A retinal exam may be able to predict a person’s risk of heart attack, when combined with other information, according to a recent study. Researchers found that the pattern of blood vessels in the retina could help identify those who are likely to experience heart problems, according to The Guardian. In a recent article posted on WebMD, writer Carolyn Crist reported that the researchers used data from UK Biobank, which contains medical and lifestyle records for 500,000 people, to calculate a measure known as fractal dimension.

They combined the measure in a model with other factors, such as age, sex, systolic blood pressure, body mass index and smoking status. The research team then studied people in the database who had experienced a heart attack, or myocardial infarction (MI), after retinal images had been collected, Crist said.

“Strikingly, we discovered that our model was able to better classify participants with low or high MI risk in UK Biobank when compared with established models that only include demographic data,” Ana Villaplana-Velasco, the presenting author and a PhD student at the Usher and Roslin institutes at the University of Edinburgh, told The Guardian.

The researchers said their analysis found a shared genetic basis between fractal dimension and myocardial infarction. “The improvement of our model was even higher if we added a score related to the genetic propensity of developing MI,” she said.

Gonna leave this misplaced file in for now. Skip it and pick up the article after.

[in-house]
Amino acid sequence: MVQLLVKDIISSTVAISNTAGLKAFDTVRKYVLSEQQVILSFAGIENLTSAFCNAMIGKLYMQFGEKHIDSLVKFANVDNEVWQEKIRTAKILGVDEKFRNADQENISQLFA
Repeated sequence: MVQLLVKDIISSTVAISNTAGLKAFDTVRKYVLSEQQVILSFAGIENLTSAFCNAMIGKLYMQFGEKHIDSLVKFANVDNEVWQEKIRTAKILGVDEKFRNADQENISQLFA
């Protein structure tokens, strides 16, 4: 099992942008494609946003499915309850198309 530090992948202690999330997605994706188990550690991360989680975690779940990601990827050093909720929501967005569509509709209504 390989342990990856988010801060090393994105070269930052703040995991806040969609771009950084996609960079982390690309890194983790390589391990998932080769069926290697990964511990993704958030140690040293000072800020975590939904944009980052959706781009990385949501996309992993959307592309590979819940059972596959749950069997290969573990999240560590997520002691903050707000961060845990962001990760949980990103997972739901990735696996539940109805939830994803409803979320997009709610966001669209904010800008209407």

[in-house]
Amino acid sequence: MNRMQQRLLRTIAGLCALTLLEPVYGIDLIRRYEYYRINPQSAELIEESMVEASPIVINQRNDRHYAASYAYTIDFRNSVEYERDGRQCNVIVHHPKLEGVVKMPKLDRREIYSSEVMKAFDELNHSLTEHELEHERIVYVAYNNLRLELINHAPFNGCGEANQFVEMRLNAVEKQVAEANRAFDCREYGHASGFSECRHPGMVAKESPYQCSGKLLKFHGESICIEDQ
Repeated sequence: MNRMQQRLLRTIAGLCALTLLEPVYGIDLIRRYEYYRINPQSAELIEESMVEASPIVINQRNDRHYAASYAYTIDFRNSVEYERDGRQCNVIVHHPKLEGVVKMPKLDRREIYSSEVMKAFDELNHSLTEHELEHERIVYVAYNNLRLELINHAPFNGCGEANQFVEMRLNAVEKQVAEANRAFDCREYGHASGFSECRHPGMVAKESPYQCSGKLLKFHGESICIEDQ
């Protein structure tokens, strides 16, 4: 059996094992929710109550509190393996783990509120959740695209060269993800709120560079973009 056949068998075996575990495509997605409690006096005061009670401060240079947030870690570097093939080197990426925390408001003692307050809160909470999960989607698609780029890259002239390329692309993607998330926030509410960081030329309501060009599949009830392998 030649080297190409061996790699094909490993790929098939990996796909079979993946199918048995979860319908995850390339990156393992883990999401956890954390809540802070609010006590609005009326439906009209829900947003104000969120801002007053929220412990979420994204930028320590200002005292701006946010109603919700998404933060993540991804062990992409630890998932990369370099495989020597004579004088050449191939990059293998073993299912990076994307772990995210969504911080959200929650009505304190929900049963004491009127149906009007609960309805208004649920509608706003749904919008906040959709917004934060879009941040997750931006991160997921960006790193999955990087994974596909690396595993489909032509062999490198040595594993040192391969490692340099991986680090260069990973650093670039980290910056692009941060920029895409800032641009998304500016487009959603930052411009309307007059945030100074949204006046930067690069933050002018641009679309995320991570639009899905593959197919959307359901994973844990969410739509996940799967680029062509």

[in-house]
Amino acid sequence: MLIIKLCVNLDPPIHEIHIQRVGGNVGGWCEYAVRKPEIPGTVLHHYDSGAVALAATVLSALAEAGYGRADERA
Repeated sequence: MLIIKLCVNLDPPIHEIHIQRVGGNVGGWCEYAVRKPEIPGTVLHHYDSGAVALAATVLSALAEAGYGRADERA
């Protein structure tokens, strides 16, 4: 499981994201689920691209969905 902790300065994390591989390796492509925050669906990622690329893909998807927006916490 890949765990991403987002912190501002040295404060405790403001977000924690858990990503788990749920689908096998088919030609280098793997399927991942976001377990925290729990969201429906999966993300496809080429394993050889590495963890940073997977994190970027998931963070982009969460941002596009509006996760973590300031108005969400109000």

The average age for a heart attack is 60. The research team found that their model had its best predictive performance more than five years before a heart attack occurred. In the future, the researchers hope that a simple retinal exam can provide enough information to identify people with high risks.

“The calculation of an individualized MI risk from those over 50 years old would seem to be appropriate,” she said. “This would enable doctors to suggest behaviors that could reduce risk, such as giving up smoking and maintaining normal cholesterol and blood pressure.”

The study was presented at the European Society of Human Genetics annual conference in Vienna in June.

Jobson Medical Information, publisher of VMAIL and Vision Monday, is a subsidiary of WebMD.